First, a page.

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Telling Your Story With Video Marketing

Avatar of Pulse Marketing By Pulse Marketing

Video is the most consumed medium on the Internet. In fact, there are over 1 billion users on YouTube alone, while both Facebook and Snapchat report 8 billion daily video views. These numbers are growing constantly and businesses are responding with over 60% using video as a marketing tool. Videos used for marketing are more than just advertisements. Demonstrations, tutorials, and other videos can have a place in your marketing strategy – if you pick the right type and platform.

Here are 10 ways to show and tell your brand’s story through video:

  • Find your audience. Although television advertisements still have a place in your overall marketing strategy, they may not reach as many people as an online video would. This is especially true with young viewers. It is estimated that YouTube reaches more young adults ages 18-34 than any cable television network. Before you adopt any new marketing strategy, you should consider where your target audience views content and what they are looking for. We include this question on our Customer Persona Checklist and find that it informs our content creation most.
  • Show and tell. If your video isn’t engaging, it won’t matter how much great information it contains about your products or service. Like any content you create, your video needs to inform the viewer while telling a compelling story. Take advantage of the opportunity presented by video and give your viewers a demonstration of your product or service. Instructional videos are the most frequently searched for and consumed content on YouTube with over 100 million hours viewed in 2015 alone. A good video begins with a script. To help you craft this content or any other, we’ve created a Content Writing Checklist.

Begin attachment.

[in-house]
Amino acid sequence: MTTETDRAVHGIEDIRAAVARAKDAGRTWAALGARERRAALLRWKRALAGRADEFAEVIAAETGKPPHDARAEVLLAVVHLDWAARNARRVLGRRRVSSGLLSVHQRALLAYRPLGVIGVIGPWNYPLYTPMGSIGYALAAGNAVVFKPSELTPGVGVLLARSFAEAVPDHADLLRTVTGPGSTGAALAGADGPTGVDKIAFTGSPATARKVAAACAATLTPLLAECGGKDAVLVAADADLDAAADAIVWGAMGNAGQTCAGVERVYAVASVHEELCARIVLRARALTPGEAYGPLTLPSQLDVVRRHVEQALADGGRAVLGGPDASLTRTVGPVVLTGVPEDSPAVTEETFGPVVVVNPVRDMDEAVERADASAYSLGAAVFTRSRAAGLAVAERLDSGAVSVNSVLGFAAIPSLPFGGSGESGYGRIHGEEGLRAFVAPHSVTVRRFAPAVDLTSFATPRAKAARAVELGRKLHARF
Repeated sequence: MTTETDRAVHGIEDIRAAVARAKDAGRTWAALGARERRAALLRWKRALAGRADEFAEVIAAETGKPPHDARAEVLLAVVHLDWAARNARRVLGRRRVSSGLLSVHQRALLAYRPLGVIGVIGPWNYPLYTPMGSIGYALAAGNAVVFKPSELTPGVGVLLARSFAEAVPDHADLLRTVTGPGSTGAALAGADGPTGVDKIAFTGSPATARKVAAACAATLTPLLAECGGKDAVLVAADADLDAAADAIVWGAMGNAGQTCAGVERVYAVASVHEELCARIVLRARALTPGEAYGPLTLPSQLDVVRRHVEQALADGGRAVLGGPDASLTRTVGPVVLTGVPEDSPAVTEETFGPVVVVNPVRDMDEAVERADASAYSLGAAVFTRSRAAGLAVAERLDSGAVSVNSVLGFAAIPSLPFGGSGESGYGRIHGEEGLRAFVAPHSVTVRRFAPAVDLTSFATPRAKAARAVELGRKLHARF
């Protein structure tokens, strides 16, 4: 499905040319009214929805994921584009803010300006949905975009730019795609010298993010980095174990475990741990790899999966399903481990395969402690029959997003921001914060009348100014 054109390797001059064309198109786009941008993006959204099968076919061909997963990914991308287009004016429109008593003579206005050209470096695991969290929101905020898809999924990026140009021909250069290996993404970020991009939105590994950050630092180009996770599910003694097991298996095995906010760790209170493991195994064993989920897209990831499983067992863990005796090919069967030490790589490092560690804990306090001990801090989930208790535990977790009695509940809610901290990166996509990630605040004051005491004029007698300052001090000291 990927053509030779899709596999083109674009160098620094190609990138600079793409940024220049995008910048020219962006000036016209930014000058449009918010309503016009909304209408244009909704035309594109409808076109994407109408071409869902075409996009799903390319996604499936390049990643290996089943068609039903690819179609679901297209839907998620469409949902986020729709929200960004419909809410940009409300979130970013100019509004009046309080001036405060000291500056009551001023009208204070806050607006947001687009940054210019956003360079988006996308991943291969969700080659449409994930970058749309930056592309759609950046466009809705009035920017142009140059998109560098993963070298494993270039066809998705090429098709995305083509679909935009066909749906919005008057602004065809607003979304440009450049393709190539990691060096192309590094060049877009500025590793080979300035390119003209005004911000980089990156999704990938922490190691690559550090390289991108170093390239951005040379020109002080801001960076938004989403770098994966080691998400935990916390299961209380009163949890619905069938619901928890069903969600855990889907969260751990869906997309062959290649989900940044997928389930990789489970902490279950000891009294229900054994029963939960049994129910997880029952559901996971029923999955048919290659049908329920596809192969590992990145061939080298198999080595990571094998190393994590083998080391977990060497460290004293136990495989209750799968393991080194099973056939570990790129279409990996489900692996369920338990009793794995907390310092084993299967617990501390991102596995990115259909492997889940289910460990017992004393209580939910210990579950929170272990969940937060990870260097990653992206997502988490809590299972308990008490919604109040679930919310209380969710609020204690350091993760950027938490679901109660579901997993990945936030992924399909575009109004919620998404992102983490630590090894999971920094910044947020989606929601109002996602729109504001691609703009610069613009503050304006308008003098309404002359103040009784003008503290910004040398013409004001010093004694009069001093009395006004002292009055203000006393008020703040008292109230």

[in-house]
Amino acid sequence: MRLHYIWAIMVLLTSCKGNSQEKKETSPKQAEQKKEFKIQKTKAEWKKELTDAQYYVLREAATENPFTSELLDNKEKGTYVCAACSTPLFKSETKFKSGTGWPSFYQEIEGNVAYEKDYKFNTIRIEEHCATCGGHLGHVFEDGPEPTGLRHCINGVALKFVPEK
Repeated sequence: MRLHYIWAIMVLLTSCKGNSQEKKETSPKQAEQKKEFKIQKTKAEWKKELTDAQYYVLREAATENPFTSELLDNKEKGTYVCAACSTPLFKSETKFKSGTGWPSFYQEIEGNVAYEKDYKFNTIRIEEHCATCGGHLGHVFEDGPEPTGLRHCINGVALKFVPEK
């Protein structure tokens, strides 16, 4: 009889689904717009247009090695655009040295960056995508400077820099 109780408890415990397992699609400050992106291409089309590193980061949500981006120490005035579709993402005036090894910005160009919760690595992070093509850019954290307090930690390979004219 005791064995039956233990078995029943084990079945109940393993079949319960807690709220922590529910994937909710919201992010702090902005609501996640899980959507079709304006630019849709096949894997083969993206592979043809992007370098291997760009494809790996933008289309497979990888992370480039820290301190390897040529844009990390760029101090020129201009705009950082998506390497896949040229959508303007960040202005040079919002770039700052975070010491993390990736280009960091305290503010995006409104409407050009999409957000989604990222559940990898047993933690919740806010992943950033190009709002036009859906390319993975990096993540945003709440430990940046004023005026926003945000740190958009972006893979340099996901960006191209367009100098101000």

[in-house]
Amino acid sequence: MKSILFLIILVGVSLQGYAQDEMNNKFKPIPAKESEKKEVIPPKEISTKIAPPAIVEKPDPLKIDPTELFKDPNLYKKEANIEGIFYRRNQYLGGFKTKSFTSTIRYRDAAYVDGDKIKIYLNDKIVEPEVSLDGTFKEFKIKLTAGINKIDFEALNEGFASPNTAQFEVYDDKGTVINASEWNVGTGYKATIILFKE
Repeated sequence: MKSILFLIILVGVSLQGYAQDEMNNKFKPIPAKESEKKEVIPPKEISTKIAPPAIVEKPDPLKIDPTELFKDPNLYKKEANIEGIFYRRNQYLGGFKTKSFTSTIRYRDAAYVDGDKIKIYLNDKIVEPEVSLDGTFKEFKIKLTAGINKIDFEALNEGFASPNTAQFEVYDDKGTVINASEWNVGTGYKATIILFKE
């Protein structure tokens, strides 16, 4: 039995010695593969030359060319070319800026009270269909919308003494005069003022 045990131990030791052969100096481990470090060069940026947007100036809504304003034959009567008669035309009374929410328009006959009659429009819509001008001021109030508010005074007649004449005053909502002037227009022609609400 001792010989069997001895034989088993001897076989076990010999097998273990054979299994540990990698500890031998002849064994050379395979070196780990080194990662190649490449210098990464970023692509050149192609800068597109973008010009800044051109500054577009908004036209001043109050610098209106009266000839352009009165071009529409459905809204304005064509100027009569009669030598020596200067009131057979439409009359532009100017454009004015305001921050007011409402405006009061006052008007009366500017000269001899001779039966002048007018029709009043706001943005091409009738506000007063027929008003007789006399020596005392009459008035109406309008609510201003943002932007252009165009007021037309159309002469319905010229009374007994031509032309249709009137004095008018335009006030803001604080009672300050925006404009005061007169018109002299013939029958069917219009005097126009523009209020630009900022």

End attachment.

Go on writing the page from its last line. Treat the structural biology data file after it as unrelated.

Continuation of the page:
• Shorter is sweeter. Even though you can upload over 15 minutes of video on YouTube with their permission, your viewers will have likely tuned out by then. You only have 10 seconds to grab your viewers’ attention, and that attention will wane as your video goes on if you don’t keep them engaged. Every venue has different specifications for video length, as does every type of content. While you should be mindful of this, it is more important to focus on the content of the video, its target audience, and where it will be viewed. For example, a vlog is a longer format than a social media video advertisement. However, your viewer is likely taking the time to watch a vlog that is of interest to them rather than just scrolling past your video ad in their newsfeed on social media. Pulse is respectful of the time of those who consume our content. This is why we’ve limited the time of our vlogs to under 6 minutes and turned their audio into podcasts which can be found on our Audio / Visual Production page.
  • Go mobile. Smartphone owners are using their devices to consume video more than ever before. Half of all online video views occur on mobile devices. With that in mind, your videos should accommodate the needs of these viewers. Mobile video viewers prefer shorter content, as do the devices themselves since larger file sizes take longer to load. If your videos are featured on your website, make sure you use responsive design elements that allow them to adjust to the screen size they’re being viewed on. To prepare your website and its content to be viewed on mobile devices, check out our 7 Elements of Good Web Design.